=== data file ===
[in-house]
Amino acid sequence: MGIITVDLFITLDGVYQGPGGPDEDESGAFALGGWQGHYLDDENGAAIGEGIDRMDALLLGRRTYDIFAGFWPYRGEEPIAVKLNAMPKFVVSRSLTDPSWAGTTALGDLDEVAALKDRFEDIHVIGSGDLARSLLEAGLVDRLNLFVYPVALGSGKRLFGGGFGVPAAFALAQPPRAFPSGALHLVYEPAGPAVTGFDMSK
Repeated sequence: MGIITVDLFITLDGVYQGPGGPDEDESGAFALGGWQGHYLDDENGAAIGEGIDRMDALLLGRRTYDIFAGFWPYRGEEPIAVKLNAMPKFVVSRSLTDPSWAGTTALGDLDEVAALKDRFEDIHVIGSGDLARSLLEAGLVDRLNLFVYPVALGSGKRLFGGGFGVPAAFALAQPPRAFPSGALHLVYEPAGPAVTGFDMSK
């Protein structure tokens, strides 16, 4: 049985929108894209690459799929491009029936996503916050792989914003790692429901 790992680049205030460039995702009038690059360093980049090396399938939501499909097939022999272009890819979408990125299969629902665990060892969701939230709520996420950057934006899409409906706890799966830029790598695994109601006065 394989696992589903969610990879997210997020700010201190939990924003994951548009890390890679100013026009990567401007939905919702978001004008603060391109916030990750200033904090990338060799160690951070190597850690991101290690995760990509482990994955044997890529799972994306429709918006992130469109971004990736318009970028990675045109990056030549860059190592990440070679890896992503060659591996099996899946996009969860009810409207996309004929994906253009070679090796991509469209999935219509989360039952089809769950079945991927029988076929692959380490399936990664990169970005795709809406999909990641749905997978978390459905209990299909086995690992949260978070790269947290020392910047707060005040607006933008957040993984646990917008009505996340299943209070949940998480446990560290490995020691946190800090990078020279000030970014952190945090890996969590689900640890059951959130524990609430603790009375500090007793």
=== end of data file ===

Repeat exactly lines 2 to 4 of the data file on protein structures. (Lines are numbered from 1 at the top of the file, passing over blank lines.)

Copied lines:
Amino acid sequence: MGIITVDLFITLDGVYQGPGGPDEDESGAFALGGWQGHYLDDENGAAIGEGIDRMDALLLGRRTYDIFAGFWPYRGEEPIAVKLNAMPKFVVSRSLTDPSWAGTTALGDLDEVAALKDRFEDIHVIGSGDLARSLLEAGLVDRLNLFVYPVALGSGKRLFGGGFGVPAAFALAQPPRAFPSGALHLVYEPAGPAVTGFDMSK
Repeated sequence: MGIITVDLFITLDGVYQGPGGPDEDESGAFALGGWQGHYLDDENGAAIGEGIDRMDALLLGRRTYDIFAGFWPYRGEEPIAVKLNAMPKFVVSRSLTDPSWAGTTALGDLDEVAALKDRFEDIHVIGSGDLARSLLEAGLVDRLNLFVYPVALGSGKRLFGGGFGVPAAFALAQPPRAFPSGALHLVYEPAGPAVTGFDMSK
């Protein structure tokens, strides 16, 4: 049985929108894209690459799929491009029936996503916050792989914003790692429901 790992680049205030460039995702009038690059360093980049090396399938939501499909097939022999272009890819979408990125299969629902665990060892969701939230709520996420950057934006899409409906706890799966830029790598695994109601006065 394989696992589903969610990879997210997020700010201190939990924003994951548009890390890679100013026009990567401007939905919702978001004008603060391109916030990750200033904090990338060799160690951070190597850690991101290690995760990509482990994955044997890529799972994306429709918006992130469109971004990736318009970028990675045109990056030549860059190592990440070679890896992503060659591996099996899946996009969860009810409207996309004929994906253009070679090796991509469209999935219509989360039952089809769950079945991927029988076929692959380490399936990664990169970005795709809406999909990641749905997978978390459905209990299909086995690992949260978070790269947290020392910047707060005040607006933008957040993984646990917008009505996340299943209070949940998480446990560290490995020691946190800090990078020279000030970014952190945090890996969590689900640890059951959130524990609430603790009375500090007793």